Earlier this year, when Dena Gray Hughes learned she’d been chosen as a Houston Gay Pride marshall, she told Out Smart magazine she felt a little like Sally Field at the Oscars. Honored that Houston’s LGBT wanted to recognize her as an ally, she couldn’t help but think of Field’s 1985 Oscar acceptance speech: “You like me. You really like me!”
Not that this was the first time her contributions have been recognized. Back in the spring of 2011, Hughes was invited to the White House, where she was named a “Champion of Change,” and spent the day with some of the country’s leading HIV/AIDS experts and policy makers. Upon returning to Houston, she got a hero’s welcome, complete with the mayor declaring it “Dena Gray Day.”
Hughes met her husband Daniel in 2012 on an online dating site for people living with HIV. Now their blended, seven-children family live next door to the house she grew up in (where her mother and step-father still live).
Hughes, who’s been HIV-positive since 1991 says at first she was stunned by the diagnosis because “I knew [HIV] affected gay men, and that wasn’t me. I knew it affected intravenous drug users, and that wasn’t me. There was no conversation in the black female community about AIDS, so the whole subject was rather remote to me.”
Hughes still isn’t a gay man or intravenous drug user, but these days she sees their issues intertwined with her own. She’s created an extended network of friends and colleagues including a mix of people living with HIV, LGBT folks, church friends, and of course, her extended chosen family.
In 1999, with HIV spreading like wildfire among African-American communities in the South, Hughes, as chair of Houston’s HIV Prevention Planning Group, joined others calling for the kind of mobilization rarely seen without a hurricane or other natural disaster. Remarkably, public officials listened. The Houston City Council and representatives of the Harris County and Texas state governments declared HIV a state of emergency in the African-American community. More than just a public awareness proclamation, the declaration opened the way for government funds to be diverted to HIV prevention efforts.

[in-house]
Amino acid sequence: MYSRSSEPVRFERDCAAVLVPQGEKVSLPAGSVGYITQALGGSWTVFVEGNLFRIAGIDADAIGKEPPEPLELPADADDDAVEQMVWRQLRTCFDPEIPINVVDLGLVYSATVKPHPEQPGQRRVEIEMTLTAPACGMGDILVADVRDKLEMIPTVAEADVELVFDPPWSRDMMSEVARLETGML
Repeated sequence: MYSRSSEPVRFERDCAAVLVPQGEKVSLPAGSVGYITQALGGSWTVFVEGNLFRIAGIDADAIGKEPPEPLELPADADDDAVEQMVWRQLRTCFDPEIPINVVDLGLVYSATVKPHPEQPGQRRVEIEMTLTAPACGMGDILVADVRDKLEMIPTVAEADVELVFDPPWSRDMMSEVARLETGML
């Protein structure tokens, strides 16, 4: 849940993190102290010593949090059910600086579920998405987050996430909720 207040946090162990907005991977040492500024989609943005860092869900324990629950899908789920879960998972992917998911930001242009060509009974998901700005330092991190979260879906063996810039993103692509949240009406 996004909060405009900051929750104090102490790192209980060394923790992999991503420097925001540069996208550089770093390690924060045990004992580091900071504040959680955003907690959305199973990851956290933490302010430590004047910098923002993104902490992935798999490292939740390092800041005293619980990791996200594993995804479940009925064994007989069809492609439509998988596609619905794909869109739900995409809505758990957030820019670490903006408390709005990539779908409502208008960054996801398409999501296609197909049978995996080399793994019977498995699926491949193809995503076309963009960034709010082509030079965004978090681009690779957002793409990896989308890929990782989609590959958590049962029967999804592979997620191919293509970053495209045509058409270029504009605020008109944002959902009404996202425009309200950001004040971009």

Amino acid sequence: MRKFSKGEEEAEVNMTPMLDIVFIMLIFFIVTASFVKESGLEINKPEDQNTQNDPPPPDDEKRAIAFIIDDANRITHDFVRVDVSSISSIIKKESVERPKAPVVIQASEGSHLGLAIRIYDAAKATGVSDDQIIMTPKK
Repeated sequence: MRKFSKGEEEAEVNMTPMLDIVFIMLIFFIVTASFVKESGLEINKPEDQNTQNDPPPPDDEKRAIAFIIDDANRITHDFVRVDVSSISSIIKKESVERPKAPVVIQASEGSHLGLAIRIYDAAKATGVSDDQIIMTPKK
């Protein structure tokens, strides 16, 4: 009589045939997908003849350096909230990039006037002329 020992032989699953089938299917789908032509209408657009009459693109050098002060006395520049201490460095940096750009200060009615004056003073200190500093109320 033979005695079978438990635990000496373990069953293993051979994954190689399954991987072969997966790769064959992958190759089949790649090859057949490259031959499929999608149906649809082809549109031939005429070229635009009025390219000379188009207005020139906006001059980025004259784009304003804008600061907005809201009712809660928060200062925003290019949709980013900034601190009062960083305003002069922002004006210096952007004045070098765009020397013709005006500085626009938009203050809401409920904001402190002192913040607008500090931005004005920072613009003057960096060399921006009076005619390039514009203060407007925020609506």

A state of emergency task force was created and under the leadership of Hughes (who served as the chair for several years) and others, it rolled out HIV prevention campaigns focusing on HIV education, testing, and treatment among African-Americans. Their “It’s Real” campaign garnered national attention and featured everyday people — both positive and HIV-negative.
The task force had a lasting impact, in part by sparking the creation of other task forces, focused on Houston’s Latino, women, and youth communities.
Hughes went on to serve as Director of Advocacy for the People With AIDS Coalition, where she oversaw Project LEAP (Learning, Empowerment, Advocacy and Participation), a program that helped people participate in and gain decision-making positions on the Ryan White Planning Council, the Community Planning Group, and nonprofit organizations that provide HIV services. Project LEAP, which still exists today, trained a new generation of leaders addressing HIV issues.
In 2000, the Houston Chronicle included Hughes among the “new faces of AIDS,” and she parlayed that publicity to further increase HIV literacy by conducting workshops, presentations, and trainings on HIV and HIV prevention. She spoke locally and traveled across the country to visit churches, college campuses, and businesses.
Since then Hughes has worked for the City of Houston Department of Health and Community Services, with a two-year break to serve as the executive director for Bread of Life, an organization serving the homeless. She continues to see how other people’s needs intersect with those of the HIV-positive community — and to expand her family: she says, “I am so grateful for the love and support of my amazing family, both my biological and my HIV and LGBT family. We are a crazy tribe. I couldn’t have developed into me without them.”
The feeling is mutual, say fans like Fiona Dawson — director of the documentary film Transgender, at War and in Love, and a leader in the (recently successful) fight to lift the military ban on transgender service men and women. The two activists worked together at Houston’s nonprofit HIV service provider, Bering Omega. Dawson credits Hughes with “changing the narrative” about HIV and “decreasing stigma of the disease by pulling various intersections of humanity — LGBT, people of color, women, socio-economic, etcetera — together to be empowered through the narrative of HIV.” years in prison.